Sunday, 13 February 2011

Mrs Ames


Mrs Ames is a delightful novel dealing with the dynamics of married life and the usual social one-upmanships that have been wittily portrayed in Benson's Mapp and Lucia novels.  However, this novel delves into the more serious topic of marital infidelity and Benson's touch is therefore more sympathetic and introspective.  Published in 1912, it predates the first of the highly popular Mapp and Lucia novels by eight years but one can already see Benson's trademark observances of day-to-day petty preoccupations and rivalries between neighbours.

This novel is set in a hilly Kentish village named Riseborough and we are introduced to a group of characters (indeed mostly all married couples) who are largely retired and who fill their days with the three G's: golf, gardening and gossip - and relentless stabs at social supremacy.  The undisputed doyenne of the village social scene is Mrs Amy Ames, a fifty-something lady married to a Major ten years her junior.  With a son at Cambridge, and obscure connections to royalty, Mrs Ames sets an example which all follow... until the recently arrived doctor's wife, the dubiously shy Mrs Evans, takes an interest in Major Lyndhurst Percy Ames and unintentionally begins to usurp the throne.


The book opens sedately on a scene of domestic life between perhaps the only couple in the book who are truly comfortable and happy with each other.  It proceeds at a gentle pace as we are acquainted with the main characters and tension slowly begins to build as events unfold.  I found Benson's treatment of middle-age quite touching as he seems to understand women's preoccupation with greying hair, wrinkles and so on and Mrs Ames' endeavours to turn back the clock were humorously though sympathetically portrayed.  Indeed, all of the main woman characters are quite solidly portrayed whereas the men appear a little more like caricatures and regarded with greater mirth.  It is a tribute to his writing that I started out liking all the characters (whilst having luke-warm feelings about Mrs Ames) but by the middle of the novel I could not stand Mrs Evans and was wholly on Mrs Ames' side!

There are quite a few surprises in this book - for its time - such as a comic portrayal of a suffragette uprising and one or two schemes that go awry, including a farcical fancy dress party.  The novel is delivered in beautiful prose - such as I have come to expect from Benson - and is peppered with witty phrases and portraits.  This is not of the same sharp quality of the Mapp and Lucia novels but it is a worthy read.  If you are new to E. F. Benson, and are not sure if this is your cup of tea, I would highly recommend starting with Mapp and Lucia or even his excellent stand-alone novel Secret Lives, before acquanting yourself with the indomitable Mrs Ames.


8 comments:

bookssnob said...

Great review! I enjoyed this but found the undertones of discontent really rather sad. However, the wittiness of his writing has made me desperate to read the - I gather - far more lighthearted Mapp and Lucia novels. One day!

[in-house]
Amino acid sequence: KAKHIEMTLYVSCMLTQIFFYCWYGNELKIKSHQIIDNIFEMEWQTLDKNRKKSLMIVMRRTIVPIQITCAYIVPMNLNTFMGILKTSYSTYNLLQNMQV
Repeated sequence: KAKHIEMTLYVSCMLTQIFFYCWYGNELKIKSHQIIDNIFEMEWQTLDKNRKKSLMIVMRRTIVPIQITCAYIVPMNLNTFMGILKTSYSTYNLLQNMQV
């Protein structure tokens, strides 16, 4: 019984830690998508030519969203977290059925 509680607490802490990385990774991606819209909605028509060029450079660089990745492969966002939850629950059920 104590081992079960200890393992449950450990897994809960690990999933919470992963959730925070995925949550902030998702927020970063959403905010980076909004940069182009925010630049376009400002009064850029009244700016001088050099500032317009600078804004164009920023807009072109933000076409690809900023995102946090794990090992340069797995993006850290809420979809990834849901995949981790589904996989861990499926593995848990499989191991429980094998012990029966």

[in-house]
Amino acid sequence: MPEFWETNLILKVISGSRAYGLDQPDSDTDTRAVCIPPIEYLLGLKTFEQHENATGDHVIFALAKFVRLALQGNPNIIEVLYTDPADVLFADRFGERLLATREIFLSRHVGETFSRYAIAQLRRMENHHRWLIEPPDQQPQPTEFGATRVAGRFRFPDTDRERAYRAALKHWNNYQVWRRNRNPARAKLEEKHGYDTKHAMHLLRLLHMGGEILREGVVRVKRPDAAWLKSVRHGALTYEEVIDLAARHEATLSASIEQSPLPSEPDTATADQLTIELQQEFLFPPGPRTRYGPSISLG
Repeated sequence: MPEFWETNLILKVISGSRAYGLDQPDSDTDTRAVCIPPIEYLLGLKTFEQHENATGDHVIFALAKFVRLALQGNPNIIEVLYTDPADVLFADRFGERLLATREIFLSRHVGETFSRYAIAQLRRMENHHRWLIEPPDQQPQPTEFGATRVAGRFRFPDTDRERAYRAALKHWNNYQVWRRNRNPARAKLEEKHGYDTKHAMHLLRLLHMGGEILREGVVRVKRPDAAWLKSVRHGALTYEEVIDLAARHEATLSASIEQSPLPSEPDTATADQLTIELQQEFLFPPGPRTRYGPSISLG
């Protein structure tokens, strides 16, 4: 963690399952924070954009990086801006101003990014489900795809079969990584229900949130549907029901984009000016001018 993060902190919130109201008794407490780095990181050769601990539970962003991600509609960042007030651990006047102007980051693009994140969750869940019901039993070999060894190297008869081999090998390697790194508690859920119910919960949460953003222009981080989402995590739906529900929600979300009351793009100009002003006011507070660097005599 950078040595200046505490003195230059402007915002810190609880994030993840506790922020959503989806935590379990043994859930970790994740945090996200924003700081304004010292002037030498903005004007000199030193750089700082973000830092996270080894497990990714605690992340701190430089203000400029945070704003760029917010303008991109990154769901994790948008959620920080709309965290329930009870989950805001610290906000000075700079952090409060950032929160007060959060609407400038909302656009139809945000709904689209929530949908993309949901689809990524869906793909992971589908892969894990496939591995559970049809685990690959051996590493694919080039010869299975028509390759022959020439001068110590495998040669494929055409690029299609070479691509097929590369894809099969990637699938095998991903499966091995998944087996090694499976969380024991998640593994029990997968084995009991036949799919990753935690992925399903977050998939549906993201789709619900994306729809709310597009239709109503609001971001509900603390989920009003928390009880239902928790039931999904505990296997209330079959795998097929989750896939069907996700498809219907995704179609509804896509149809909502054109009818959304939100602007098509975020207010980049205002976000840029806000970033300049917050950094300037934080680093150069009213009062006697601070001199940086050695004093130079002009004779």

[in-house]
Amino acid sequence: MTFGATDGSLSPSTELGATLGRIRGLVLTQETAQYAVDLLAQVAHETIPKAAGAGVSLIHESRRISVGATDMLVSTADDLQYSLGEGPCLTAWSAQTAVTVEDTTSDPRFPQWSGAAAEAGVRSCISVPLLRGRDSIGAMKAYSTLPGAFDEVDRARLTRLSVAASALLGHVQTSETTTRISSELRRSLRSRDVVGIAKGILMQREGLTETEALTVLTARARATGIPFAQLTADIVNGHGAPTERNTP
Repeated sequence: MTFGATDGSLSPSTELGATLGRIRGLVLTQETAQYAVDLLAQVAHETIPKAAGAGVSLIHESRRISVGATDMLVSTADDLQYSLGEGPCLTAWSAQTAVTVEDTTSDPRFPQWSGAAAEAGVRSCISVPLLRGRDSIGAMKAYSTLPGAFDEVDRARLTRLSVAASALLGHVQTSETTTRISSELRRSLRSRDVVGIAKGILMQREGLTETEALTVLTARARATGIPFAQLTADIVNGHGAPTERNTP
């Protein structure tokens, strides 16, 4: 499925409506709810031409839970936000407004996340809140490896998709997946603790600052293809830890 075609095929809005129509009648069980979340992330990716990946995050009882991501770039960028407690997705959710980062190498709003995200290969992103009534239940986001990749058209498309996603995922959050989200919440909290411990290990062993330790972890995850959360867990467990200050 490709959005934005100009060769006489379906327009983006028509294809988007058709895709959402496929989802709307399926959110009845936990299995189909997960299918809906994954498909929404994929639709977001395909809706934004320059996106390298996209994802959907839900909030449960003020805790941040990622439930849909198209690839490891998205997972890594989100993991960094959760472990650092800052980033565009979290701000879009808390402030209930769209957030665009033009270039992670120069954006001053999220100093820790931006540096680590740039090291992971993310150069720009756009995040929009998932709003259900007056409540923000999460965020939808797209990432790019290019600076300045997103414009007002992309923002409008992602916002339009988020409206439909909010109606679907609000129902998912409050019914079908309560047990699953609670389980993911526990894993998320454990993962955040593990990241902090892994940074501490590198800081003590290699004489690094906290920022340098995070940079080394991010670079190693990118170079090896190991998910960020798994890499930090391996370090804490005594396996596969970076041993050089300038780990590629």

Rochester Reader said...

Thank you! I like to think that the ending is somewhat happy... or at least on its way to being settled. M&L do not really have any of the sad undercurrents - they are deliciously ruthless and oh so funny. Please try to get to it as soon as you can - they're a treasure. I would suggest starting with Mapp and Lucia to get you hooked and then start at the beginning of the sextet - it works well enough in that order - except for one spoiler - but it shouldn't spoil the other books for you at all. I also highly recommend the TV series - sublime :-)

Annie said...

I have heard so many people speak well of Benson, primarily, of course, of 'Mapp and Lucia' but somehow I've not got round to any of the books. I've just checked on the shelves and I don't even have one stashed away on the tbr pile. Time for a visit to Amazon, I think. Thanks for the extra push.

motheretc said...

This book does sound intriguing, but I think I had better give Benson a try with the Mapp and Lucia books first!

StuckInABook said...

Looking forward to this one, especially after this fab review - I have the Bloomsbury reprint waiting on my shelves, alongside lots of other Benson. So far I've only read (and adored!) Mapp & Lucia series, and Secret Lives.
Simon

Cristina (Rochester Reader) said...

Annie: I am hosting an M&L giveaway tomorrow. Please do add your name to it. Good luck!

motheretc: Do add your name to the M&L giveaway tomorrow. Good luck!

Simon: I loved Secret Lives (it's my favourite non-M&L so far. The Bloomsbury Group edition is quite attractive... I hope you'll enjoy it. By the way, do add your name to the M&L giveaway tomorrow if you fancy it :-)

Aarti said...

I'm reading this book now and really enjoying it! It's exactly as I expected it to be- somewhat episodic, but really satirical in its description of the characters. I completely missed the reference that Amy Ames (which, when you think about it, is a horrible name to be stuck with) is related to royalty, though. I got that she was related to a baronet, but perhaps haven't gotten to the royalty part yet!

Cristina (Rochester Reader) said...

I'm so glad you're enjoying it! I absolutely agree about Amy's name :-)